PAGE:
Jan 19, 2011

Book Hunting at Wallaroo - a Neil Gaiman double

I seem to have had a run of good luck recently, either that or a number of old sci-fi fans have been dropping off their perches and donating their collections to charity.

Earlier this month I was fortunate enough to visit the small coastal town of Wallaroo * on the Yorke Peninsula, this is a favorite holiday spot for many South Australians, a mix of old and industrial, with giant grain silo's dominating  the quaint historical town centre.  I have always thought that the council could redevelop the centre of town and make it unique - something similar to Newtown in Sydney

But on to the book loot
American Gods: A NovelI was lucky enough to come across two Neil Gaiman books in pretty good condition, the first of these is the best seller American Gods.  Here's the description of the book:

After three years in prison, Shadow has done his time. But as the time until his release ticks away, he can feel a storm brewing. Two days before he gets out, his wife Laura dies in a mysterious car crash, in adulterous circumstances. Dazed, Shadow travels home, only to encounter the bizarre Mr Wednesday claiming to be a refugee from a distant war, a former god and the king of America. Together they embark on a very strange journey across the States, along the way solving the murders which have occurred every winter in one small American town. But the storm is about to break...Disturbing, gripping and profoundly strange, Gaiman's epic novel sees him on the road to the heart of America.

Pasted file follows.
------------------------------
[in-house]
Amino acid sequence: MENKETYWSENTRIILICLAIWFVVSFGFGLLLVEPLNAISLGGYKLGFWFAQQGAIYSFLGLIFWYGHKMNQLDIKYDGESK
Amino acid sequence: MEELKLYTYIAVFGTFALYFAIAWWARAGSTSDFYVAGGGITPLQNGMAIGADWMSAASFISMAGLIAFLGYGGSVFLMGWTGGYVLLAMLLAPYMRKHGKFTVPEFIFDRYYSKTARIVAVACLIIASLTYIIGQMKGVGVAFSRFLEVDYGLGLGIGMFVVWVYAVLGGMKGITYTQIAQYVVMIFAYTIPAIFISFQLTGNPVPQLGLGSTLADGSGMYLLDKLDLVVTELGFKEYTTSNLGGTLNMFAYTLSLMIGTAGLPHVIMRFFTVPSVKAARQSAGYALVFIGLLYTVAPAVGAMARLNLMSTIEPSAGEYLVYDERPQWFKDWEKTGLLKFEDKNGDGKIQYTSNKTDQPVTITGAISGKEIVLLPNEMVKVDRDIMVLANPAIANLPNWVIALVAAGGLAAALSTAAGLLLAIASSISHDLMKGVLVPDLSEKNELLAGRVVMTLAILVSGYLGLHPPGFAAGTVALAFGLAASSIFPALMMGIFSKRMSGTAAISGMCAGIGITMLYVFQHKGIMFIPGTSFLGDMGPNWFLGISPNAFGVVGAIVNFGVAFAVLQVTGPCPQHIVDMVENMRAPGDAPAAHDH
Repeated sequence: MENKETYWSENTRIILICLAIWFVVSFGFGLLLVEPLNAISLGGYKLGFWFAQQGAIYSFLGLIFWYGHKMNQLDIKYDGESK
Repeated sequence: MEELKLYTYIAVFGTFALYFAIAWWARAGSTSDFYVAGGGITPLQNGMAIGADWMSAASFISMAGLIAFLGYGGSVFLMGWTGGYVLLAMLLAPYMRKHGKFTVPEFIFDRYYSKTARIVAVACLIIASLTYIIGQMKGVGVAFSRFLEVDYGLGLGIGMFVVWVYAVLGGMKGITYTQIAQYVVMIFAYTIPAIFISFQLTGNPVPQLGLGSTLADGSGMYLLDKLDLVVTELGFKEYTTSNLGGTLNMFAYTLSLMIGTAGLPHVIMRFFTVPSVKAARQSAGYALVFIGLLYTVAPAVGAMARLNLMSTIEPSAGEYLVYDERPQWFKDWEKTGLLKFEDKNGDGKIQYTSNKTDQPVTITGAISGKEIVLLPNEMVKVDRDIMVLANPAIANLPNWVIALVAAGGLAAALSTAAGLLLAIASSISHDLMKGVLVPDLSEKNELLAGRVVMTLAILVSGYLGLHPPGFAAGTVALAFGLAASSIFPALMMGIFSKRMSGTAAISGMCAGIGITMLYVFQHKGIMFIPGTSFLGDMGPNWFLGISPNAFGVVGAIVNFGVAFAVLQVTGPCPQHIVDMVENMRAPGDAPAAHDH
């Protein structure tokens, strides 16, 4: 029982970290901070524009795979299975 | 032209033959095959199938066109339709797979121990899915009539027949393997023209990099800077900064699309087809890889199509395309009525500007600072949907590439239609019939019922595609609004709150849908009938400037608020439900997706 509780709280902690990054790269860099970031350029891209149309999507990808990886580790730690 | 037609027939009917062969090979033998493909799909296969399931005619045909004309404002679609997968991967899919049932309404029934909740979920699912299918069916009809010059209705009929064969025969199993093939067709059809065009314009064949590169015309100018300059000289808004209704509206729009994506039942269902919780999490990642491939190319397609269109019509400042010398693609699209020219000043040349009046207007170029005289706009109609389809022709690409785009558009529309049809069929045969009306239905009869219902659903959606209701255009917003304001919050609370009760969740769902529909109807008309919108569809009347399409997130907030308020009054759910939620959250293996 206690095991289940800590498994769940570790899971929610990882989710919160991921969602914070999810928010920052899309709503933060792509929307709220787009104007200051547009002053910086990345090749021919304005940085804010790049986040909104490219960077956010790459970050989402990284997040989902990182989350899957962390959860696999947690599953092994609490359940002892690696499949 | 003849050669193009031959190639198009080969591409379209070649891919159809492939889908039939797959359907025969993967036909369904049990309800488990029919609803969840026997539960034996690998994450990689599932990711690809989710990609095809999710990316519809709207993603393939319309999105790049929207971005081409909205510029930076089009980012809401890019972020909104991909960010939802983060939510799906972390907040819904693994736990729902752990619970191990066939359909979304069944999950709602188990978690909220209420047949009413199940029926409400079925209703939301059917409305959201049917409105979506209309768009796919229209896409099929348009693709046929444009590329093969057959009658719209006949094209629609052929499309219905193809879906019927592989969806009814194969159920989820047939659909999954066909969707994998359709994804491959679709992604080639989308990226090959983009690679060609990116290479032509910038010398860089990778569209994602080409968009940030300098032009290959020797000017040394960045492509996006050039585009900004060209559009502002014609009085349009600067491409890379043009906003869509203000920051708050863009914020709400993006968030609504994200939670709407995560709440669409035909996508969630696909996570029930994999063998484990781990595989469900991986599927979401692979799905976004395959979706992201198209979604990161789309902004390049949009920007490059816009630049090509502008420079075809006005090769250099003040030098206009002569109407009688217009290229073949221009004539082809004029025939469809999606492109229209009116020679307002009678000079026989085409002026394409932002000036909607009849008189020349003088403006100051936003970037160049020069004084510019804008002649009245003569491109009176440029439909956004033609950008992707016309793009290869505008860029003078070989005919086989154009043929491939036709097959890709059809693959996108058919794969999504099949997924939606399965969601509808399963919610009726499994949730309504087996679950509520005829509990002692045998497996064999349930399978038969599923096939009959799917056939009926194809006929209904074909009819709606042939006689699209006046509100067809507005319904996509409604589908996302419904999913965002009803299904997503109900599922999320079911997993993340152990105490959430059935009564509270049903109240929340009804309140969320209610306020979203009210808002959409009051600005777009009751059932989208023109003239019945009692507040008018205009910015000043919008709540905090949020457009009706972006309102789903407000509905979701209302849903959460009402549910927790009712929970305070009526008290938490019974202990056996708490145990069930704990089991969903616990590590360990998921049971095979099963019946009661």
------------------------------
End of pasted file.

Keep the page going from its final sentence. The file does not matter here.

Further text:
Anansi BoysThe second was Anansi Boys which I have read takes place in the same setting as American Gods, though some time after the events in that story.

To make note of another fortuitous coincidence, the Book Show happened to interview Gaiman in the same week that I found these books- it's linked below:

Neil Gaiman's Stories - RN Book Show - 6 January 2011

So what about you?  Any rare finds on your book hunting expeditions?

*The name Wallaroo comes the Aboriginal word 'Wadlu Waru' meaning wallabies urine. The early settler's tried to copy the aboriginals by calling it Walla Waroo, however they found this too big to stamp on the wool bales, so they shortened it to Wallaroo.


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